ude oil can be used for petrol example; for aeroplane, motor vehicle etc .Kerosene which serves as fuel for jet aircraft and for oil field for domestic heating, diesel oil for generator and waxes for making Vaseline.
Economic growth refers to an increase in value of goods and services produced in a country. Growth implies an increase in real GNP per unit of labor input, this refers to changes in labor productivity over time. Economic Growth is conventionally measured as the rate of increase in Gross Domestic Product (GDP) usually calculated in real terms (netting out the effect of inflation on the price of the goods and services product)
Exports play an important role in promoting economic growth through supplying the state budget with earnings and foreign currency that can be used for improving infrastructure and creating an attractive investment climate Moshen (2015). According to Afolabi (2011) “Nigeria economy is basically an open economy with international transactions constituting an important proportion of her aggregate economic activities.
With the discovery of crude oil, the structure of the Nigerian economy changed from the dependence on primary product to dependence on Agriculture. Crude oil became the main source of revenue to the Nigeria economy thereby causing a structural change in employment, whereby people migrate from villages to town for better jobs and to pertake for the windfall of oil revenue.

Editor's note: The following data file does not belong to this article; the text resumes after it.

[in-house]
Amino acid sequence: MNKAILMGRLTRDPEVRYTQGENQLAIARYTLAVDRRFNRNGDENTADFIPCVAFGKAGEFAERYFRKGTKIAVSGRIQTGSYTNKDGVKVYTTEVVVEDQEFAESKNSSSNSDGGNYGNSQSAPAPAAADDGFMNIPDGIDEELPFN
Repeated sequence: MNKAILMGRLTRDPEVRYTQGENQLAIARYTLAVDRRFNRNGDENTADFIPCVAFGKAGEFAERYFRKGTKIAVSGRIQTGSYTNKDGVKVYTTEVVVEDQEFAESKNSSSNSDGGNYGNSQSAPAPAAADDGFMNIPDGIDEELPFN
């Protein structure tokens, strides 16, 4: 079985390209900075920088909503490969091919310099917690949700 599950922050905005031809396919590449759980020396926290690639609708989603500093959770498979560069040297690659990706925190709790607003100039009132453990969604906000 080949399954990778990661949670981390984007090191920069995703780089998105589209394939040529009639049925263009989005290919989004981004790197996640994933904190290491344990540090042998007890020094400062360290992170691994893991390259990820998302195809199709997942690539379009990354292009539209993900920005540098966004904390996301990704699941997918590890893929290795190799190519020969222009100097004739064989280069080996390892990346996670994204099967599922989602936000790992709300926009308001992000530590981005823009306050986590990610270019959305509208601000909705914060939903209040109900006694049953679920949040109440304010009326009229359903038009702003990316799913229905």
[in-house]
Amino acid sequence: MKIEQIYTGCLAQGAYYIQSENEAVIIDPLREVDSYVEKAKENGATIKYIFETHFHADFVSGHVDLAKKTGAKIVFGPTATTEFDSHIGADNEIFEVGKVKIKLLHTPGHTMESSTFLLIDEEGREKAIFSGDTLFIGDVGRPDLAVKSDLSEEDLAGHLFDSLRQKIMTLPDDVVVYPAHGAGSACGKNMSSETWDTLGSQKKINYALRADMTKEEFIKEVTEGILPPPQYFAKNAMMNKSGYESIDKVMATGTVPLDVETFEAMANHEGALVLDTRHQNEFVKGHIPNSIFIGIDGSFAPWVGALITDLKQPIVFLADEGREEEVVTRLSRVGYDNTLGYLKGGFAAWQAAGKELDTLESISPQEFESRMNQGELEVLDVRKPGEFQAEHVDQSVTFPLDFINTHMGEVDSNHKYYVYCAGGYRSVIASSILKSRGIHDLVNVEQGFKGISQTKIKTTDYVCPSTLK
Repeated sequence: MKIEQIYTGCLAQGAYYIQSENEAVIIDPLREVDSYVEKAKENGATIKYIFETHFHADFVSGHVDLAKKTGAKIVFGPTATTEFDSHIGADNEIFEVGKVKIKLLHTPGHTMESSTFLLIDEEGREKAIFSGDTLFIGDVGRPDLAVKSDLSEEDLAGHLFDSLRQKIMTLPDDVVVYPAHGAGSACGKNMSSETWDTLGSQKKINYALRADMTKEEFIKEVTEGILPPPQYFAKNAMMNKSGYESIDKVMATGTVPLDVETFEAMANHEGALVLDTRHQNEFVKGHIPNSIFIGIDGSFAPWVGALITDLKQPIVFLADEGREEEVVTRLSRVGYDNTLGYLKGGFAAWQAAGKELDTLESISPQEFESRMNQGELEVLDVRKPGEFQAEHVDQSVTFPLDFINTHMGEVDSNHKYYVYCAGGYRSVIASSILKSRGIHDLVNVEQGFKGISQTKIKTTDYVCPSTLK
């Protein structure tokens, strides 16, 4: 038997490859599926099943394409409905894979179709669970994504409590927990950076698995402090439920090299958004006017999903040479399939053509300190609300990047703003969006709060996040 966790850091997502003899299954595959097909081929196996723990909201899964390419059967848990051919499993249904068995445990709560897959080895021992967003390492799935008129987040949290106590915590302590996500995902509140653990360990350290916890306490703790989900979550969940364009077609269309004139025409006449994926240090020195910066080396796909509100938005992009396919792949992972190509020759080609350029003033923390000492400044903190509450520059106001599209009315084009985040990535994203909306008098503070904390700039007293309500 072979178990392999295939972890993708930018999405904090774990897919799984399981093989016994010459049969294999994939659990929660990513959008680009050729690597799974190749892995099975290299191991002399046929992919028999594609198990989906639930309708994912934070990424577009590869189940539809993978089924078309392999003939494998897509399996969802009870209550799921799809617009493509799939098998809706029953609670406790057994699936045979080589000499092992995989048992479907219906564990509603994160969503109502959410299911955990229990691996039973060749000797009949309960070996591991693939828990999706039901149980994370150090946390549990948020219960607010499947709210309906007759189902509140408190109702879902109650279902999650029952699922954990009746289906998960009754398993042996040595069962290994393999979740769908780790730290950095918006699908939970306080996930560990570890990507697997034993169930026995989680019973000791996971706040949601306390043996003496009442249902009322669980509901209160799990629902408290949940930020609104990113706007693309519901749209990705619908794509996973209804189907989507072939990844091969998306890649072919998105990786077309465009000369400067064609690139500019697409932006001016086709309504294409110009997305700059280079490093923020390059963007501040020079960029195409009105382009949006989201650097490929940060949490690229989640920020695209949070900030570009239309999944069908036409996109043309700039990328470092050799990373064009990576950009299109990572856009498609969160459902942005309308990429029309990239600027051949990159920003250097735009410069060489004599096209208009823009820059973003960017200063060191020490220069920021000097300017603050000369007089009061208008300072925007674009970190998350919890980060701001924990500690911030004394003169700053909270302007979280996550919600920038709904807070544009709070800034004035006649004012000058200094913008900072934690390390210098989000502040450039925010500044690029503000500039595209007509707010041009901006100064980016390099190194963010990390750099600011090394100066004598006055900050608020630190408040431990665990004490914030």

Also before the change in the structure of Nigeria economy, Agriculture was the source of wealth, income, job people where employed through Agriculture but with the discovery of crude oil production in commercial quantities changed the structure of the Nigerian economy (Odularu 2008). This led to the neglect of agricultural product, making the economy to depend heavily on production of crude oil. In 2000, oil and gas export accounted for more than 98% of export and about 83% of federal Government Revenue (Odularu 2008). Nigeria’s proven oil reserves are estimated to 35billion barrels, Natural gas reserves are 1000 trillion (2,800kmi) and its crude oil production was around 2.2million barrels (350,000mi) per day (Odularu, 2008).